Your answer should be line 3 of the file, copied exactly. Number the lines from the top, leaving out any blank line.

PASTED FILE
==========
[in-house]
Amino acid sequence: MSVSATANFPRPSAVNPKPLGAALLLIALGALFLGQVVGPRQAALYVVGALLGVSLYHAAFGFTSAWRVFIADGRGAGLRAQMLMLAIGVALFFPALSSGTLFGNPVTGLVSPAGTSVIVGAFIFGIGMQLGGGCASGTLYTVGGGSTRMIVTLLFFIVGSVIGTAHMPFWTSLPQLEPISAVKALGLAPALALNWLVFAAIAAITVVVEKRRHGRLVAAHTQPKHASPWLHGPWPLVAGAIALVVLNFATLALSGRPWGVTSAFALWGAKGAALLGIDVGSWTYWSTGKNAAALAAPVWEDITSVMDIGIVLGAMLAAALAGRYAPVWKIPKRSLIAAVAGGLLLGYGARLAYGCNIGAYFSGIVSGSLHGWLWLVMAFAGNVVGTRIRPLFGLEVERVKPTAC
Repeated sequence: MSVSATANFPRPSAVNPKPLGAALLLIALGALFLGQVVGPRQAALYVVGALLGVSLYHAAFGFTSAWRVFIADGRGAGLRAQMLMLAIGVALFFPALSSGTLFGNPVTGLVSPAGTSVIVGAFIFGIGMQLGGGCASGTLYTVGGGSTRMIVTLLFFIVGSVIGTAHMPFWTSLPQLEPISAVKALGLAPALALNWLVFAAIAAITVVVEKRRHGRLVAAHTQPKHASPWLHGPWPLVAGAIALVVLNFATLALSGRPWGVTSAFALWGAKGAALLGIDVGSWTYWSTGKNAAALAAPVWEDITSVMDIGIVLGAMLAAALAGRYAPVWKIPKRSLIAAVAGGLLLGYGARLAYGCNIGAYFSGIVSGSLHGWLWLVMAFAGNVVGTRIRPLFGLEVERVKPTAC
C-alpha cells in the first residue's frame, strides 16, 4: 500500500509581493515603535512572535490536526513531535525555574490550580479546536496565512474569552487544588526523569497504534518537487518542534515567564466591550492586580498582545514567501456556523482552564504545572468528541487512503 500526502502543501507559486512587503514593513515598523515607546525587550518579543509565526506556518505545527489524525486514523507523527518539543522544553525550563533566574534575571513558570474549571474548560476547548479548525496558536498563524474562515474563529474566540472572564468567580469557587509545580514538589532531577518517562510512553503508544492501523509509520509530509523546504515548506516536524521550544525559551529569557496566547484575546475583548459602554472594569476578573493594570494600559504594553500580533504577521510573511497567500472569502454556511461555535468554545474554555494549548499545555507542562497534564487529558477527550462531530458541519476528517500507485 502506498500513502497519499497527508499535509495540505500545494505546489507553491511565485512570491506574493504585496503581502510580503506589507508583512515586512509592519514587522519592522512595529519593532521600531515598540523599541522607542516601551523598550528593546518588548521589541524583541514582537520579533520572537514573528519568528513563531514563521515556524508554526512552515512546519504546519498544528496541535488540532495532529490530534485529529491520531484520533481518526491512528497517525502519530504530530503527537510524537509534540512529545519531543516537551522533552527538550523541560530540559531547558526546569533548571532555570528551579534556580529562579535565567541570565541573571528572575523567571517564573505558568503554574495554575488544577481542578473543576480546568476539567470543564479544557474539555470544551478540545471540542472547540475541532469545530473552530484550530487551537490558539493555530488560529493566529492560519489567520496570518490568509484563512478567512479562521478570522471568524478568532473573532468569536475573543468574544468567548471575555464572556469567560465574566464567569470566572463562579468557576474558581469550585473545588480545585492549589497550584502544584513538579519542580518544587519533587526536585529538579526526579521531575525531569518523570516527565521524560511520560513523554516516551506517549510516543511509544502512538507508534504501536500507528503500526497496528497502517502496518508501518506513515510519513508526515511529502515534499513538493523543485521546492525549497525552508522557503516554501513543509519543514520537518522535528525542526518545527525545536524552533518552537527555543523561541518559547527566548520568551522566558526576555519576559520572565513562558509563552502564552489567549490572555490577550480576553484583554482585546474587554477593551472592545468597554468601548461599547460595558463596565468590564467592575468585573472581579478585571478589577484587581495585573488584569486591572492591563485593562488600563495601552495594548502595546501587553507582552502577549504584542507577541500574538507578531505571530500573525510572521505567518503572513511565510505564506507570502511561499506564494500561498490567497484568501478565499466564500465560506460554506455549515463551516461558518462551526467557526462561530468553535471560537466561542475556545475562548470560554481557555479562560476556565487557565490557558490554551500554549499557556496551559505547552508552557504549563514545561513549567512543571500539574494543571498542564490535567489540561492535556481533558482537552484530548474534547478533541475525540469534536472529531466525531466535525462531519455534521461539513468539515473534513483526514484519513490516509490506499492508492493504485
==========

Repeated sequence: MSVSATANFPRPSAVNPKPLGAALLLIALGALFLGQVVGPRQAALYVVGALLGVSLYHAAFGFTSAWRVFIADGRGAGLRAQMLMLAIGVALFFPALSSGTLFGNPVTGLVSPAGTSVIVGAFIFGIGMQLGGGCASGTLYTVGGGSTRMIVTLLFFIVGSVIGTAHMPFWTSLPQLEPISAVKALGLAPALALNWLVFAAIAAITVVVEKRRHGRLVAAHTQPKHASPWLHGPWPLVAGAIALVVLNFATLALSGRPWGVTSAFALWGAKGAALLGIDVGSWTYWSTGKNAAALAAPVWEDITSVMDIGIVLGAMLAAALAGRYAPVWKIPKRSLIAAVAGGLLLGYGARLAYGCNIGAYFSGIVSGSLHGWLWLVMAFAGNVVGTRIRPLFGLEVERVKPTAC